Mandel and her faculty Sunday graduated 572 new holders of bachelor of arts degrees, including 11 Berkshire County residents:Clarksburg's Ruth Bristol, Lanesborough's Nicole Jones, Lee's Homer Winston, Stockbridge's Robin Lamb, West Stockbridge's Soffia Smedvig and Williamstown's Aidan Duncan, Jacob Fink, Brady Foehl, Josephine Gollin, Simon Kent, and Leah Majumder.
Three members of that graduating class addressed the rest of the group during Sunday's exercises.
In a precursor to Krupp's remarks about "righteous indignation" and "impossible challenges," the speaker chosen by the graduates to speak on their behalf talked about not fearing life's dark moments.
"We make safe choices in an attempt to minimize our suffering," Taylor G. Braswell told her fellow graduates. "And it makes sense. Something that is painful, at times, is excruciating. It is not always perfect. … And yet, a life with no suffering is not only impossible, it is incomplete. Dare I say, it is imperfect."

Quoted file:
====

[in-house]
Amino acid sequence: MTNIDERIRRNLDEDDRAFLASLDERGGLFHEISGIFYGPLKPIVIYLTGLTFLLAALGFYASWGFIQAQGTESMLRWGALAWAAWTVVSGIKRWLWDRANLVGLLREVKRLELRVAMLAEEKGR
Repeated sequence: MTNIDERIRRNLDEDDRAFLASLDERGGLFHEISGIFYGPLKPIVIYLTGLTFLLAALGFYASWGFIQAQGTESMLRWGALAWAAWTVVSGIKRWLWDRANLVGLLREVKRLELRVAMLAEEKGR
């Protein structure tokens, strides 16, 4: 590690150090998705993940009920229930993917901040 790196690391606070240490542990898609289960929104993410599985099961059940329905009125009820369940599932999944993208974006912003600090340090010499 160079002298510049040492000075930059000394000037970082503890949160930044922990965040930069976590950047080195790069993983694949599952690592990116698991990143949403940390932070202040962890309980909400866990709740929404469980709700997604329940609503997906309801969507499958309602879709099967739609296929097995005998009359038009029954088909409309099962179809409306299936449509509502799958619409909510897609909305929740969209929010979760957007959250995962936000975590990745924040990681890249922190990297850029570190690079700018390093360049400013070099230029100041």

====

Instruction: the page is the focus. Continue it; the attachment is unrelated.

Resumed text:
Braswell said that the newly minted Williams alumni will sometimes have to lose in order to win. And they should sit with darkness and mourn what they have lost.
"And Williams is an imperfect place," Braswell said. "We've encountered a lot of darkness here. We have fallen in love and then fallen out. We have failed people, exams, both. We have hurt people and been hurt. We have lost loved ones. We have lost precious time with them.
"Williams is imperfect, so it just may have been the perfect place for us to start our adult lives."
Krupp, who Mandel introduced as a crusader who accepts imperfect deals to get the win, told the graduates that those wins are possible.